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Bonnie and Ben.Justin Tang/The Globe and Mail

Bonnie and Ben have retired from the work force – Ben from the government and Bonnie from financial services – and are planning to spend more time travelling. Ben is age 71, Bonnie is 65. They have three children in their early 30s.

While they are not prosperous, Bonnie and Ben are comfortable, bringing in more than $80,000 a year before tax between the two of them in government benefits and pension income. Ben’s defined benefit pension is $37,290 a year, rising with inflation. Bonnie’s work pension is about $12,200 a year, not indexed to inflation. As well, they both get Old Age Security and Canada Pension Plan benefits.

“We currently rent an apartment which is well-equipped with many amenities,” Bonnie writes in an e-mail. They own a lakefront four-season cottage – a former second home – that they have decided to sell because they don’t use it much any more. They plan to spend $15,000 a year travelling for the next decade. They are concerned they may have to tap into their savings or spend some of the proceeds of the cottage sale to cover their lifestyle spending.

As well, they wonder how best to invest the net proceeds of the cottage sale, estimated at $450,000. “How much should we put aside for long-term care support if needed?” Bonnie asks. “Would I be able to keep up our standard of living if Ben should die and I lose half his pension?”

We asked Warren MacKenzie, head of financial planning at Optimize Wealth Management in Toronto, to look at Ben and Bonnie’s situation.

What the expert says

Ben and Bonnie have worked all their lives and managed their affairs wisely, Mr. MacKenzie says. “Now, as they start their retirement, although they are financially independent – that is, they have enough to retire and maintain their lifestyle – they lack financial security, or the confidence that they have enough to achieve all their goals,” he says. “No matter how well off people are, they can’t enjoy their retirement to the fullest if they don’t have confidence that they have enough.”

The good news, the planner says, is that based on an assumed 4-per-cent average rate of return and inflation of 2 per cent, they will have sufficient financial resources to maintain their desired lifestyle and achieve all their financial goals.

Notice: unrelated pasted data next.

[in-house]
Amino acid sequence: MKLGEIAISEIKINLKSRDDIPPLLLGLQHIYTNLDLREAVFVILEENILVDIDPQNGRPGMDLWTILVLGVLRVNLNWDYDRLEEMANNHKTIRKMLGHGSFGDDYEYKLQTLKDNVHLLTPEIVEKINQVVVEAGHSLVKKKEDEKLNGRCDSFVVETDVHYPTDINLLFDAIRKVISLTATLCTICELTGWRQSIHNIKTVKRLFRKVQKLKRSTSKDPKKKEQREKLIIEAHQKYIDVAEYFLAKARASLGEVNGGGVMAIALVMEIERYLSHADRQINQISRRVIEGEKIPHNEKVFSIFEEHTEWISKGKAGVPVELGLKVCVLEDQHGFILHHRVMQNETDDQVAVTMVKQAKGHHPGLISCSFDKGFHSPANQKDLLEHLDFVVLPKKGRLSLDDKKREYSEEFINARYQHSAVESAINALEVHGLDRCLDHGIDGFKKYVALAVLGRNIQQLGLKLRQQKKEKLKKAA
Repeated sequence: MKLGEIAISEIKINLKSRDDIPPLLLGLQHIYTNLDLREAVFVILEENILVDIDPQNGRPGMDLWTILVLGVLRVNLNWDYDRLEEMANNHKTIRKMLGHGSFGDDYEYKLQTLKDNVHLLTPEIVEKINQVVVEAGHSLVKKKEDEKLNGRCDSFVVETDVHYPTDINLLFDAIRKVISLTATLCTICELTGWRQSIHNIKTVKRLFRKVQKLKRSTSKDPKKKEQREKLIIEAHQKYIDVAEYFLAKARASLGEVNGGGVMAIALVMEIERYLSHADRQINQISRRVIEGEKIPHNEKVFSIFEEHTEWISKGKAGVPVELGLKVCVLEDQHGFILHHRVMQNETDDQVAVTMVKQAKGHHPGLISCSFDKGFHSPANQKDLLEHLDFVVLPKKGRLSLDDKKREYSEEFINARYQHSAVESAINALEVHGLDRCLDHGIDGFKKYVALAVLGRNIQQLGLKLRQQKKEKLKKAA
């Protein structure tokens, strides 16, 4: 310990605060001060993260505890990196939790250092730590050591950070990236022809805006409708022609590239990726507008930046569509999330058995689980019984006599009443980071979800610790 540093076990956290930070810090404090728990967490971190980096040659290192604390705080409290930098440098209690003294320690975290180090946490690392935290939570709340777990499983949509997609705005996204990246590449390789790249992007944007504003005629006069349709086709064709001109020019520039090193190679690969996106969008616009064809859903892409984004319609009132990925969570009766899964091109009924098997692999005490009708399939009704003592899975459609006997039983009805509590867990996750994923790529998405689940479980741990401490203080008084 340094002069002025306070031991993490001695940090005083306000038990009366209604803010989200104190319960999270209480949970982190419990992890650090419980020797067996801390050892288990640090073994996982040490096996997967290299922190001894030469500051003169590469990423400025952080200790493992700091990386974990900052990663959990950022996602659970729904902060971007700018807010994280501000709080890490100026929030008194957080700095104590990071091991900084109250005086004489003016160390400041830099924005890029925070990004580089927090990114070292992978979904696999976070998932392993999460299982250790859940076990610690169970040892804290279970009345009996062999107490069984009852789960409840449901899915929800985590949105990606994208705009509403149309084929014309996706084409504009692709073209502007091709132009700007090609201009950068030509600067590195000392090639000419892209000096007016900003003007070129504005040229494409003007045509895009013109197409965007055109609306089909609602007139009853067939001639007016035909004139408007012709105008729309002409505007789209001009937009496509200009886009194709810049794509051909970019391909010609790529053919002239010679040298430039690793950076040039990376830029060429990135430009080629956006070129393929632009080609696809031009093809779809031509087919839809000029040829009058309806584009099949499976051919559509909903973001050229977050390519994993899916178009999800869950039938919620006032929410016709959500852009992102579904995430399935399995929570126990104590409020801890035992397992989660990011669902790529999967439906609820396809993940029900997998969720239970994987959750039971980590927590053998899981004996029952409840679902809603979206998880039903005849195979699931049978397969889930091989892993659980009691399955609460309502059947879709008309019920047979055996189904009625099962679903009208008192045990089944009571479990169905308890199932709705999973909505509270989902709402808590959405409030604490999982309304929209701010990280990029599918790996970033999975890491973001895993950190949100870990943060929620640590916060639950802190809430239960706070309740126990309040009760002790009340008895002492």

Their financial independence is largely based on their work pensions and government benefits, he adds. After they sell their cottage, their annual expense budget will be about $64,000 a year, excluding travel. Their $80,000 in pensions and government benefits are enough to cover lifestyle expenses and pay their income tax. Their travel money will come from investment income.

Bonnie asks whether they have enough to cover the costs if one or both of them needs to move to a nursing home at some point, Mr. MacKenzie says. On average, people live in a nursing home for less than three years before they die, he points out. If Ben and Bonnie were both in a nursing home, they would continue to receive their pensions. Their other living expenses would be very low.

“If we assume that the cost for each might be $4,000 per month, and they each live in the nursing home for five years, the total cost (tax deductible) would be $480,000,” Mr. MacKenzie says. Their pension income would be $400,000 over the same period. “If they put aside $100,000 from the proceeds of the sale of the cottage, this would be more than enough to cover the additional costs of a nursing home,” the planner says.

They also wonder whether Bonnie would be able to maintain the same lifestyle if Ben predeceased her and she received only half of his government pension and Canada Pension Plan benefits. “Given that some lifestyle expenses would be reduced after Ben’s death, our analysis shows that Bonnie would still be okay financially even if she eventually requires nursing home care,” Mr. MacKenzie says.

They expect to sell their cottage in 2021 and clear at least $450,000 after selling costs and capital gains tax, the planner says. Doing so will reduce their current annual expenses by $18,000 a year. After setting aside the $100,000 for health care later in their lives, they can add the balance to their long-term investments.